Could #MeToo lead to equal pay for actresses?

Salma Hyeck says these once-taboo topics are the talk of the town, leading to change both on- and off-screen

Actress Salma Hayek says the #MeToo movement has led to unprecedented progress in demanding respect for women in the workplace, but that change needs to be reflected in their paycheques.

When she started working in Hollywood, Hayek said talking about issues of representation of women and minorities was so frowned upon, it could hurt your reputation in the industry.

But now, she said, these once-taboo topics are the talk of the town, and it’s translating into change on- and off-screen.

“It’s a privilege to have had such a long career where you start in a situation where many dreams seem impossible personally, and also, for an industry to change in the direction,” Hayek said in an interview at the Toronto International Film Festival.

“And to be able to stay in it long enough to see the transformation, how it’s changed for the minorities, how it’s changing for women, it’s very exciting.”

Hayek said there are more strong roles for women than ever before, like the take-no-prisoners Wall Street warrior she plays in “The Hummingbird Project,” which premiered at the TIFF on Saturday, and women are also gaining power behind the scenes.

READ MORE: #MeToo at work – B.C. employers play a role in fixing culture

Hayek said she was initially drawn to ”The Hummingbird Project” because of her admiration of Montreal-raised director Kim Nguyen, but she was also excited by the opportunity to play a Latin American woman with power in the financial world, particularly one who is an immigrant.

“(Women) are in the centre of a lot of the stories that were never done before,” she said. “I think that definitely we are being able to occupy a different space with a different weight in the industry.”

Hayek credits much of this progress to the chorus of celebrities — herself among them — who have spoken out about the widespread mistreatment of women in Hollywood.

Last December, Hayek penned an op-ed in the New York Times alleging she was repeatedly sexually harassed by former film mogul Harvey Weinstein, which his lawyers responded to with a full denial.

Hayek said she thinks the next frontier will be stars using their spotlight to call for equal pay for equal work between men and women in all professions.

“The fact that the women in the film industry have been so outspoken about the respect towards women, it really has had a ripple effect like never before, in all the other industries,” she said.

“I think that if we make an example, also, in the equality of pay, because we are seen everywhere, you know. It just gets into everybody’s brain that this is what is correct to do.”

While she takes heart in the strides Hollywood has made towards equality, Hayek said she longs for the day when they won’t be so noteworthy.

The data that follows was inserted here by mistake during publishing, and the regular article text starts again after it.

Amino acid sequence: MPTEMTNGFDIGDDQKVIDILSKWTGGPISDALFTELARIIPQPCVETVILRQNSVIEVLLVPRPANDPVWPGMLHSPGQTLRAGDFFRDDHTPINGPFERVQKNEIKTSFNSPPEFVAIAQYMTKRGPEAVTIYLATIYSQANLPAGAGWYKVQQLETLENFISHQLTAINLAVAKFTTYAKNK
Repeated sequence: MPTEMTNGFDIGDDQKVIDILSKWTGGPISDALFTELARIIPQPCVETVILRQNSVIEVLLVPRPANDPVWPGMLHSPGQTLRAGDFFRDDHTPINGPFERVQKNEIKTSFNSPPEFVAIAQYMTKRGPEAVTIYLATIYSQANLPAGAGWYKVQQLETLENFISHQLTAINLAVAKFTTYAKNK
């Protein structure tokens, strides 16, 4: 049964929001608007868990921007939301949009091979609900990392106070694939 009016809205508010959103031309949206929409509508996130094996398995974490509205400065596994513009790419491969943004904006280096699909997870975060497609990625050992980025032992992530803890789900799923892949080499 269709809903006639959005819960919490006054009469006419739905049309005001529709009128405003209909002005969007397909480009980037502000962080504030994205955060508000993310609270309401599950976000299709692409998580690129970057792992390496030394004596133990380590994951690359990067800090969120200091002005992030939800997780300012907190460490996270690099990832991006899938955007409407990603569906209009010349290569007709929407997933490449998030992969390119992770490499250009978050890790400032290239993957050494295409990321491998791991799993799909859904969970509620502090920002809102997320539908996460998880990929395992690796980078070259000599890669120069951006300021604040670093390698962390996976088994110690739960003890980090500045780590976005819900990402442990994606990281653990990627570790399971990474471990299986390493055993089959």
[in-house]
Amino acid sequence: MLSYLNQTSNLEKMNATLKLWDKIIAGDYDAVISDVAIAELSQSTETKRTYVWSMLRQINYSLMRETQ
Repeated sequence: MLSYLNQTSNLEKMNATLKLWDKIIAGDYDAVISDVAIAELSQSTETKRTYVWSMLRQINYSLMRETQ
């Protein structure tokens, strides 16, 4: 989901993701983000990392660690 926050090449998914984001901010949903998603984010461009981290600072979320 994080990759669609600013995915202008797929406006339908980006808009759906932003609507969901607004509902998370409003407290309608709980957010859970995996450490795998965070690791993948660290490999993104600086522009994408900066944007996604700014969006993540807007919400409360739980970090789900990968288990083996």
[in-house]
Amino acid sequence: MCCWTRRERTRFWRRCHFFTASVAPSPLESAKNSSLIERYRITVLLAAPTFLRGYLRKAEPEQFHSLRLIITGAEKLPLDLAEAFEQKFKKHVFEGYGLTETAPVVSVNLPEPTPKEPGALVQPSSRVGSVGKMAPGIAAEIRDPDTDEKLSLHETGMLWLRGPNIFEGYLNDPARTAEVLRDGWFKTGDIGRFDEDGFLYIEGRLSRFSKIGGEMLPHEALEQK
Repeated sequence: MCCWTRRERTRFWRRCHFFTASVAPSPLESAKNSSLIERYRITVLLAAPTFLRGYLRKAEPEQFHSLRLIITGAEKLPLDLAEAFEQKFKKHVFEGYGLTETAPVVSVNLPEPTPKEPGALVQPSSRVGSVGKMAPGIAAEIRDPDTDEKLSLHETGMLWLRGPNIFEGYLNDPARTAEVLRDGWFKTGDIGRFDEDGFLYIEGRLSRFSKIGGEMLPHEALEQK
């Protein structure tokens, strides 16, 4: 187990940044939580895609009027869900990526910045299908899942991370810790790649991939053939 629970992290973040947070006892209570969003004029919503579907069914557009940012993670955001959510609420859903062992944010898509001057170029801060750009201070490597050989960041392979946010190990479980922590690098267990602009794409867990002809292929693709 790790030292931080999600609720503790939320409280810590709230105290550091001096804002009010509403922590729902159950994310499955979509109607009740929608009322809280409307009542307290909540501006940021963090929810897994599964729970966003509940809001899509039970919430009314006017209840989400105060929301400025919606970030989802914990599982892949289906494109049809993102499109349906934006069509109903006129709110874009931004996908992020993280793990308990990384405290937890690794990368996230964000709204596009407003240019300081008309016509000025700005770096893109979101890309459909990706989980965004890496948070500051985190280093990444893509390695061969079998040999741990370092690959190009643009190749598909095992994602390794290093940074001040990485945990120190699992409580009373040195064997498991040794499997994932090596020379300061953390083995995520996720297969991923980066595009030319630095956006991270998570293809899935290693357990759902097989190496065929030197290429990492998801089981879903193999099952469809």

“I kind of cannot wait for the moment when no one talks about it anymore, because it’s become normality.”

The Canadian Press

Like us on Facebook and follow us on Twitter.

Get local stories you won't find anywhere else right to your inbox.
Sign up here

Just Posted

COVID-19: Quesnel’s Billy Barker Days Festival will happen but may be delayed and look different

‘It will be something different than it has been in other years,’ say organizers

COVID-19: Quesnel RCMP adjusts workers’ hours at the detachment

Police are also encouraging online reporting

B.C. Wildfire Service will expand its operations at Quesnel Airport

A new lease agreement with the City of Quesnel will allow BCWS to house additional crews at airport

COVID-19: Signs of the times

Hearts for frontline workers and social distancing reminders around Quesnel

COVID-19: Quesnel considers its most vulnerable

City in contact with the shelter and B.C. Housing to ensure well-being of homeless during pandemic

‘We don’t need this right now’: B.C. man breaks up road rage incident

Two men were throwing punches on Tillicum Road in Saanich on Vancouver Island

‘We will get through this’: B.C. sees new COVID-19 death, but 57% have recovered

A total of 1,066 people have tested positive for the novel coronavirus

Canada’s 75% wage subsidy is coming, but not for several weeks: finance minister

Subsidy will cost Canada $71 billion, but push down cost of emergency benefit, Morneau said

COVID-19: ‘The Ballad of Bonnie Henry’ recorded and released

LISTEN: Quick turnaround for song penned by B.C. Order of Canada musician Phil Dwyer

B.C. adding $300 to monthly income and disability assistance payments

‘Crisis supplement’ for COVID-19 for April, May and June

‘A matter of human decency’: Truckers’ union calls on gas stations, rest stops to fully re-open

Teamsters Canada wants feds, provinces to put pressure on facilities to re-open for transport workers

Migrant worker advocates blame feds, employers for COVID-19 outbreak at B.C. garden store

Migrant farm worker group calls on government for adequate health and safety requirements

‘There can be no ambiguity’: Travellers brought home to B.C. must self-isolate

Health Minister Adrian Dix said the mandatory isolation must be abided by

Most Read